Head right at the T-junction, staying on the concrete road past a metal gate. The road bears left at the pretty Honeypot thatched cottage, whose colour matches its name. A couple of hundred yards later the road bears right at a Y-junction. The path becomes incredibly rural here and it’s difficult to accept that you are just a short hop from the coast. Cultivated fields lie on one side, with grazing also occupying some of the land.

The land is flat, offering long distance views, including to the nearby Broads. The road is long and straight with views over to a large farm at 10 o’clock on the left. Without warning, the road passes over the Commissioner’s Drain, one of many such ditches in these parts.

Commissioners Drain to Information Board
Commissioners Drain to Information Board

Start point: 52.7265 lat, 1.6634 long
End point: 52.7363 lat, 1.6793 long

Continue up the track until you reach a gate marking the start of a private road. The path diverts to the right here, following the edge of a field with a high hedge to the left. Stay with this as it bends to the left after which you will see some old farm buildings up ahead (Winterton Holmes) and to the right. These are your next target. Stay with the path, hugging the edge of the field, until it swings right and out over the farmyard of these buildings and picks up a track directly in front of you.

The dunes which will be the finale to this walk, become visible briefly to the left. This is a long straight path and it’s worth keeping an eye (and an ear!) out here for local birdlife, including, if you are lucky, skylarks. There can also be a profusion of butterflies at appropriate times of the year. On reaching a gate, pass to the side and head for the information board in front of you.

Information Board to End
Information Board to End

Start point: 52.7363 lat, 1.6793 long
End point: 52.7176 lat, 1.698 long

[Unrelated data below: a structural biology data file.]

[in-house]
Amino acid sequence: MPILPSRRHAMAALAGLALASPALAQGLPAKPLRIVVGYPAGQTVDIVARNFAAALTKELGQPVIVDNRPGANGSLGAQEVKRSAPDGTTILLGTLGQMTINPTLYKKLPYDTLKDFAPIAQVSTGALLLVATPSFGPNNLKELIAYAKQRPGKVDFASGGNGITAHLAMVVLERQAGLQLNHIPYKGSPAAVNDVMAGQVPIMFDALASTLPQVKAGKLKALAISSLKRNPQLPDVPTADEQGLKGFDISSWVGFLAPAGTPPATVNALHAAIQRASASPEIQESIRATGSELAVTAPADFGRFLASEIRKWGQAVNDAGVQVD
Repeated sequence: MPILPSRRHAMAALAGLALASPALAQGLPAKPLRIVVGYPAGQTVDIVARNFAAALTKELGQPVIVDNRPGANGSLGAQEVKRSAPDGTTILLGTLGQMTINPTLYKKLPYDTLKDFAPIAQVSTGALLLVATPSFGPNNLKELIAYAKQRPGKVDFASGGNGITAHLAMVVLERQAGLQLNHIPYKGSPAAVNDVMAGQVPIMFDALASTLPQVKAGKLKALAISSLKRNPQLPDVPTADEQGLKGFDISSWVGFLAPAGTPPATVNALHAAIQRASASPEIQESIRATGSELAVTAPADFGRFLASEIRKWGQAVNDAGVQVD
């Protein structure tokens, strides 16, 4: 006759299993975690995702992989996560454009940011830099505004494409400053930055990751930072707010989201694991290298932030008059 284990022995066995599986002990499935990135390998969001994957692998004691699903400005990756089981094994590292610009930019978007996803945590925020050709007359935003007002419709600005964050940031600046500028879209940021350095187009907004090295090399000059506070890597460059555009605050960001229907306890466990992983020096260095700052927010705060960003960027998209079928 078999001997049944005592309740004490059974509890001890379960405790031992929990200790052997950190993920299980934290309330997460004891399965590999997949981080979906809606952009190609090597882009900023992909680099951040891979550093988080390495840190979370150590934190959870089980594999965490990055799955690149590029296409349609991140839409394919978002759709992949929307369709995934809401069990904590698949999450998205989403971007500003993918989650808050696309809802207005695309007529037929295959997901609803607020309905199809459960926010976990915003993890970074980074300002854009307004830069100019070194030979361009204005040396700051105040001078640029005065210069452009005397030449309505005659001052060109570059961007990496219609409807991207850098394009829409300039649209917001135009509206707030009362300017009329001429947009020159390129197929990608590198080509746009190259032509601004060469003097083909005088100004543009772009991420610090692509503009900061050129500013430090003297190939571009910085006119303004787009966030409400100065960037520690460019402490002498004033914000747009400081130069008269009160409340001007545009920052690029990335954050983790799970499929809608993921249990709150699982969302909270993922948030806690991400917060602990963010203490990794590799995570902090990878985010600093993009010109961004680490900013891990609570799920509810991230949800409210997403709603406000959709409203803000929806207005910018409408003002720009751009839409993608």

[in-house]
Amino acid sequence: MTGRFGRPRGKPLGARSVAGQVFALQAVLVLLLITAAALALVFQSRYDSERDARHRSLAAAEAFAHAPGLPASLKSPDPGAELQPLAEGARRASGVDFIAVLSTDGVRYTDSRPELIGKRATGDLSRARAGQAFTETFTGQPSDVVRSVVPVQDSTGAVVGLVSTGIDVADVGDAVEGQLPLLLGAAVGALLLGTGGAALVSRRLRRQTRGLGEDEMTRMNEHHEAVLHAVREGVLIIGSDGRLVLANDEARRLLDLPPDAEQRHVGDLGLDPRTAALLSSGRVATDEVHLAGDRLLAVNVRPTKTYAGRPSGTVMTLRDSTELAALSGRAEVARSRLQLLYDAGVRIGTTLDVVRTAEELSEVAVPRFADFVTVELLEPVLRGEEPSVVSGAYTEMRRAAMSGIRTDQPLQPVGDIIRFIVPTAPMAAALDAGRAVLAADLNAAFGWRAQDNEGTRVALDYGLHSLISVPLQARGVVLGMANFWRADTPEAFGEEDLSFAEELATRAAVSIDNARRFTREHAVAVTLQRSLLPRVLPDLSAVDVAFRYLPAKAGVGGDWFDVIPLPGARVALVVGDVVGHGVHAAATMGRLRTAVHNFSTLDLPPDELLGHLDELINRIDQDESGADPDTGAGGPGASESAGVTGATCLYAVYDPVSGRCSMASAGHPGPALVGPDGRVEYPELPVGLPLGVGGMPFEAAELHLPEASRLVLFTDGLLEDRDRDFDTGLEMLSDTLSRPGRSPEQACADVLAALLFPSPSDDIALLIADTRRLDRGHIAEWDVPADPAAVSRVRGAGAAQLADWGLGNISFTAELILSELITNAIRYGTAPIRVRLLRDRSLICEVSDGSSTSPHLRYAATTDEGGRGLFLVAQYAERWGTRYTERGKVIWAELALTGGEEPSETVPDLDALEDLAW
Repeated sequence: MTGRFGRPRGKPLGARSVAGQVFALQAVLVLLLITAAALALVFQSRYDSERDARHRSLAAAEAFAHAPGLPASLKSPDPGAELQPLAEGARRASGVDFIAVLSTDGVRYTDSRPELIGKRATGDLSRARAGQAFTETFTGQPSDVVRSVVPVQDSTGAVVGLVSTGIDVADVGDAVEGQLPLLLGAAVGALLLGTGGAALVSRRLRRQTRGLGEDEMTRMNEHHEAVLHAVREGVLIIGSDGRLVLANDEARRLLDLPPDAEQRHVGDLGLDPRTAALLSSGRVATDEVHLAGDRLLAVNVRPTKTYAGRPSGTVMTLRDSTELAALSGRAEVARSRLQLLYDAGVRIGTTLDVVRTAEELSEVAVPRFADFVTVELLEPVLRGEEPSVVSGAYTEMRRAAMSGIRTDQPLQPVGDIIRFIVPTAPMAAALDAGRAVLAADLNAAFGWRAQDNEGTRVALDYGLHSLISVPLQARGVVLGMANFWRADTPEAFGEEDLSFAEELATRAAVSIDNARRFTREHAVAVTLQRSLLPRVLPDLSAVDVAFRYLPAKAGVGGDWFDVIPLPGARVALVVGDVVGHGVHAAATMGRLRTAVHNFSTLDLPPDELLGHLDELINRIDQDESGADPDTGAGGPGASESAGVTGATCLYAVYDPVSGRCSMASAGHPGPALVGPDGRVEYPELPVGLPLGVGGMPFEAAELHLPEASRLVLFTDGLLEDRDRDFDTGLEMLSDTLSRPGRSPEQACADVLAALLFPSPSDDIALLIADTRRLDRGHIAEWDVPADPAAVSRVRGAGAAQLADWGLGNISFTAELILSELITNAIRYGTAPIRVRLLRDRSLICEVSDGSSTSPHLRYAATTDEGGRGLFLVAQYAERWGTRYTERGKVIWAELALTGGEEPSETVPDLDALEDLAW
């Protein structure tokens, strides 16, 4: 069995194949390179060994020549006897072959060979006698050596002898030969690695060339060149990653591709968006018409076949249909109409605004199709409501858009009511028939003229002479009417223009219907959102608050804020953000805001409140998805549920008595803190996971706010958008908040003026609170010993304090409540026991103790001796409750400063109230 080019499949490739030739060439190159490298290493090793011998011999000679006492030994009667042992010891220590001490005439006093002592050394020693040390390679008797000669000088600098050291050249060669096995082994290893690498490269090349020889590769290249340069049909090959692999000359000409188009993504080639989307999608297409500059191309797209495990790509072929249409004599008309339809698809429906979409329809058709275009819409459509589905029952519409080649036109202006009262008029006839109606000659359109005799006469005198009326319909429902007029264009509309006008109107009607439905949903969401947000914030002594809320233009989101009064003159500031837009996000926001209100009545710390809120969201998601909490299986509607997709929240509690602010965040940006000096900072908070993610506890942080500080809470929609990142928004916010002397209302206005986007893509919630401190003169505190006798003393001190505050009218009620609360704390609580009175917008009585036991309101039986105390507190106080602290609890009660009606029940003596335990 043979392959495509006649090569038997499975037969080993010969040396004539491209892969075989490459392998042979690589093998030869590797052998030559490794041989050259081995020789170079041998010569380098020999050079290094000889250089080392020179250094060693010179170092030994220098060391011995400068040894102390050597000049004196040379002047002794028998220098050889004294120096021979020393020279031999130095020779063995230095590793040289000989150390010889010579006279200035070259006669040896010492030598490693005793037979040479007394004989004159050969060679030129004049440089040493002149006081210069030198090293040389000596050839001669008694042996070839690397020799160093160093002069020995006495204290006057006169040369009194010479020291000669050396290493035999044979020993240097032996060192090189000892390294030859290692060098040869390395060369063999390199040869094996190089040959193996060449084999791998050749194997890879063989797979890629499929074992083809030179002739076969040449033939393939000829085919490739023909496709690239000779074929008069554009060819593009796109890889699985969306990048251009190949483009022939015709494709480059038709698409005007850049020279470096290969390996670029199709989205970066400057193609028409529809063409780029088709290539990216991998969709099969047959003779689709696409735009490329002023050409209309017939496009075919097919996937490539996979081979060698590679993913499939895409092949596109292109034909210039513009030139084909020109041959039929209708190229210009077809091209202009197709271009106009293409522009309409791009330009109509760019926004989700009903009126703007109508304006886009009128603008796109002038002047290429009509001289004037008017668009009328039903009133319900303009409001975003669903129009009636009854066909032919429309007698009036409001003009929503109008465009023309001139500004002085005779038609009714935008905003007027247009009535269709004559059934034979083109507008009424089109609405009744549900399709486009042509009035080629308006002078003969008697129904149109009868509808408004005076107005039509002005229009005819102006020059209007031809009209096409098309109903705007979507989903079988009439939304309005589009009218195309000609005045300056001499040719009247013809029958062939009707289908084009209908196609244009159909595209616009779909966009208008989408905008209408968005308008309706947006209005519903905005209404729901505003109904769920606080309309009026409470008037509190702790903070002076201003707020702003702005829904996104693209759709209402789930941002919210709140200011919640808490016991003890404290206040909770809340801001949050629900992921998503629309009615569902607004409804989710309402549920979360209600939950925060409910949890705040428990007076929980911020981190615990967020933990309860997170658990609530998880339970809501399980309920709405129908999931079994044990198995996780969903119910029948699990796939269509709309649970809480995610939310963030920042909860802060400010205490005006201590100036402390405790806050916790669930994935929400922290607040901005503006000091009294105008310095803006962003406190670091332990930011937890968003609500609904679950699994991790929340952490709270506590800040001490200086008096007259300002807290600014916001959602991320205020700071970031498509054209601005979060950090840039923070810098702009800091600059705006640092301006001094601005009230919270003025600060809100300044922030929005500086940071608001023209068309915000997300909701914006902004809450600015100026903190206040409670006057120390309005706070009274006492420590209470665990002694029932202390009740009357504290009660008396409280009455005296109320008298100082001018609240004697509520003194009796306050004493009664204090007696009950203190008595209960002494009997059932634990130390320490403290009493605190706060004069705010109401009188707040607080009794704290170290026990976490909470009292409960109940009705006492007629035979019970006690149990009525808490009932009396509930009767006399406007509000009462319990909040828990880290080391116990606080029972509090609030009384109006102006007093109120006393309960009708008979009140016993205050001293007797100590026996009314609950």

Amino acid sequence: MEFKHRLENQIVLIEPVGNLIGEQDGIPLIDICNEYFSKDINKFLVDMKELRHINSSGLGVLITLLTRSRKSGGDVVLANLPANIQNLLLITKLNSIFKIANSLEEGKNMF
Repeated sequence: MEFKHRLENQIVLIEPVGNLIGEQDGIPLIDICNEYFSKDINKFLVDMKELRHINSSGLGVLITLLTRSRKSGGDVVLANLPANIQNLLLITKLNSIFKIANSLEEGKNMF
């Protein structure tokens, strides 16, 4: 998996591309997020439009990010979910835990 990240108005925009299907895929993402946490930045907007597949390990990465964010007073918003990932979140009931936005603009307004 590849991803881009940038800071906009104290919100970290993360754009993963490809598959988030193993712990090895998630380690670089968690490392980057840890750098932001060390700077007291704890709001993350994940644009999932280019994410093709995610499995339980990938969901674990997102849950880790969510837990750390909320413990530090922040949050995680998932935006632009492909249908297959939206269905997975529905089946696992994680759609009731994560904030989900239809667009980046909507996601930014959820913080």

You are now in the Nature Reserve, and a repeat warning here about the possibility of adders. Another (remote!) danger is left over bits and pieces from when this area was used by the military. The rule here is, if it's unusual, don’t touch and report it!

The footpath heads right soon after the information board. The path itself remains solid, with occasional dips. The path continues all the way back into Winterton, and if you are parked in the village you can stay on it to retrace your steps back to your starting point. For those in the beach car park, there are options to pick out well marked tracks to follow the tops of the dunes, or even along the beach. Stretches of the beach may be marked off at certain times of the year to protect nesting grounds for Little Terns. Sand can make for heavy walking though, so make your choices wisely! Whichever route you take (and you can walk along the dunes and back to the village following the route described in Stage 1 of this walk), take time to enjoy the wonderful scenery and wildlife.

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Text and images for this walk are Copyright © 2014 by the author NickC and may not be reproduced without permission.

1 comments for "Winterton and its Dunes"

Really nice walk. Directions are a bit vague at the end but following the path on the ap using GPS was great.

By Terry on 09 Jan 2016

The information in this guide has been provided in good faith and is intended only as a guide, not a statement of fact. You are advised to check the accuracy of the information provided and should not use this guide for navigational directions nor should you rely on the accuracy of the weather forecast. You are advised to take appropriate clothing, footwear, equipment and navigational materials with you according to the current and possible weather and nature of the terrain. Always follow the country code and follow any additional warnings or instructions that may be available. Some walks may be very strenuous and you are advised to seek medical advice if you have any doubts as to your capability to complete the walk.